For a transplant physician selecting a donor, the prime concern is the prognosis of their patient. It falls, then, to harvest centers and unrelated donor registries to consider the welfare of unrelated donors when making the final decision on harvest route. A number of donor factors must be taken into consideration, not least the health of the donor, including the presence of pre-existing medical conditions that may preclude a particular route of donation.32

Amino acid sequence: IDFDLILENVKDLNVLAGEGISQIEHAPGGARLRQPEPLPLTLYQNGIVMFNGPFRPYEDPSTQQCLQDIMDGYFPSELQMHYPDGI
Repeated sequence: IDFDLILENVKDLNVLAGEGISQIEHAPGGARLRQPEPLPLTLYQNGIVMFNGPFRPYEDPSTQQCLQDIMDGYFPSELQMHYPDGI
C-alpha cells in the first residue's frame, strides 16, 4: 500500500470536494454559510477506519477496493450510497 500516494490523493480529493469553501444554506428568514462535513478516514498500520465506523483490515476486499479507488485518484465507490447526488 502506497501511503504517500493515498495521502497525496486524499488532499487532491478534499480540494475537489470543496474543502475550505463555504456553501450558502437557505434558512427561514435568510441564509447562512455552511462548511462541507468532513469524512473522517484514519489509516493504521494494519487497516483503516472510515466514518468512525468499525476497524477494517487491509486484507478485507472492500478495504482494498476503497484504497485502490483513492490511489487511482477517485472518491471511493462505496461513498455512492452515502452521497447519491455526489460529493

Interestingly, there has been contradictory evidence on the relative safety of BM and PBSC donations. Halter et al. presented the results of a survey undertaken by the European Group for Blood and Marrow Transplantation (EBMT), finding higher rates of serious adverse events in PBSC donors than in BM donors.33 This study was retrospective, voluntary, survey-based and the overall rates of serious adverse reactions were very low, suggesting a degree of under-reporting. In addition, the study period included the early years of PBSC donation, when clinicians were likely to be much more vigilant about PBSC harvest and, perhaps, less so about BM. By contrast, Miller et al. published a large study based on data from several thousand donors collected prospectively by the National Marrow Donor Program, finding rates of serious adverse events of 1.34% and 0.6% in unrelated BM and PBSC donors, respectively.34 An update to this study, reporting outcomes in 9494 National Marrow Donor Program donors who donated between 2004 and 2009, was recently published. Although the serious adverse event data were not included in this initial publication, the study showed that BM donors took longer to recover following donation. In addition 3% of BM donors reported donation-related symptoms at 6 months after donation, compared to 0% of PBSC donors.35